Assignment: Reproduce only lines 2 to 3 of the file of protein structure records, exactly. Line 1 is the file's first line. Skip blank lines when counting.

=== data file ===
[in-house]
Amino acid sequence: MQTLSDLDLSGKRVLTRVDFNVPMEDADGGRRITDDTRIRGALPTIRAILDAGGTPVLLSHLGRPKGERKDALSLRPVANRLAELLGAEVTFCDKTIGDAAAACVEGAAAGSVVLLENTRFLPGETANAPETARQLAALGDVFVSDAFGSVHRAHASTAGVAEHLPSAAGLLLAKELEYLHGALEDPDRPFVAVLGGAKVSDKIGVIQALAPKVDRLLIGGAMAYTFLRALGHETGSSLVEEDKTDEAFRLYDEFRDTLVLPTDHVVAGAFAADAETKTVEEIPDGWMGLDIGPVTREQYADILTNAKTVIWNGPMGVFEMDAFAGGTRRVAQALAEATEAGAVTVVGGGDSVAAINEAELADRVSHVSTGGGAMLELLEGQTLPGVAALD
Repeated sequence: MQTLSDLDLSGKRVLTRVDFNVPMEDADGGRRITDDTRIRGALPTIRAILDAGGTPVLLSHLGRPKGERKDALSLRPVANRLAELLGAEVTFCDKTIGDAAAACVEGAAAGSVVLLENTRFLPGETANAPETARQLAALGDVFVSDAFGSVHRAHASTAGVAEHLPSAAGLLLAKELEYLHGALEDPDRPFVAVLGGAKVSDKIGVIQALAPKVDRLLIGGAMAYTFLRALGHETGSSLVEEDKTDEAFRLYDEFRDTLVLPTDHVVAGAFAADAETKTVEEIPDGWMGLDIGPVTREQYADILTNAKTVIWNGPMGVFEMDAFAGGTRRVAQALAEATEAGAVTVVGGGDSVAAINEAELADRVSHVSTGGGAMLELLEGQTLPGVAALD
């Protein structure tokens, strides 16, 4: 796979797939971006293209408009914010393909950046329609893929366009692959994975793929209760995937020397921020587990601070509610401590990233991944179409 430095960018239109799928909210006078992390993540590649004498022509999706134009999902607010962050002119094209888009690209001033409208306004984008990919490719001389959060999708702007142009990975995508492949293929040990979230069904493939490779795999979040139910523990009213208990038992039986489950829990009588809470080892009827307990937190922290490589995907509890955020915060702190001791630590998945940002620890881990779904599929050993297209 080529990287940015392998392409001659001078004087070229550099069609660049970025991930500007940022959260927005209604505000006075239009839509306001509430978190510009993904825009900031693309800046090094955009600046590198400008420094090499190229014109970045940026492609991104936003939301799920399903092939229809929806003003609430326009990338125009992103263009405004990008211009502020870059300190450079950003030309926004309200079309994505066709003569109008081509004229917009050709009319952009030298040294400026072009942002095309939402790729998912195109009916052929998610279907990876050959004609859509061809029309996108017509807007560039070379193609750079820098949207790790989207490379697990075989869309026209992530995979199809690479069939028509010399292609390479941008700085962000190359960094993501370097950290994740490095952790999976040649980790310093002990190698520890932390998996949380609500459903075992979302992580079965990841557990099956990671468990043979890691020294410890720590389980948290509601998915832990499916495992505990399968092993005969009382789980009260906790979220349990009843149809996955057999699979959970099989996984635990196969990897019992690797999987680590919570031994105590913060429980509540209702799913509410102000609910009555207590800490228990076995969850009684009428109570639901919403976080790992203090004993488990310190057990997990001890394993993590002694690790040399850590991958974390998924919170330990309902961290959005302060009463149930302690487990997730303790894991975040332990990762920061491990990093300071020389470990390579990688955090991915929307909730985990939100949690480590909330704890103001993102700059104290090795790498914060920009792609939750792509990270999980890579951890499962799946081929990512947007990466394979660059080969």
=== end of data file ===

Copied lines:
Amino acid sequence: MQTLSDLDLSGKRVLTRVDFNVPMEDADGGRRITDDTRIRGALPTIRAILDAGGTPVLLSHLGRPKGERKDALSLRPVANRLAELLGAEVTFCDKTIGDAAAACVEGAAAGSVVLLENTRFLPGETANAPETARQLAALGDVFVSDAFGSVHRAHASTAGVAEHLPSAAGLLLAKELEYLHGALEDPDRPFVAVLGGAKVSDKIGVIQALAPKVDRLLIGGAMAYTFLRALGHETGSSLVEEDKTDEAFRLYDEFRDTLVLPTDHVVAGAFAADAETKTVEEIPDGWMGLDIGPVTREQYADILTNAKTVIWNGPMGVFEMDAFAGGTRRVAQALAEATEAGAVTVVGGGDSVAAINEAELADRVSHVSTGGGAMLELLEGQTLPGVAALD
Repeated sequence: MQTLSDLDLSGKRVLTRVDFNVPMEDADGGRRITDDTRIRGALPTIRAILDAGGTPVLLSHLGRPKGERKDALSLRPVANRLAELLGAEVTFCDKTIGDAAAACVEGAAAGSVVLLENTRFLPGETANAPETARQLAALGDVFVSDAFGSVHRAHASTAGVAEHLPSAAGLLLAKELEYLHGALEDPDRPFVAVLGGAKVSDKIGVIQALAPKVDRLLIGGAMAYTFLRALGHETGSSLVEEDKTDEAFRLYDEFRDTLVLPTDHVVAGAFAADAETKTVEEIPDGWMGLDIGPVTREQYADILTNAKTVIWNGPMGVFEMDAFAGGTRRVAQALAEATEAGAVTVVGGGDSVAAINEAELADRVSHVSTGGGAMLELLEGQTLPGVAALD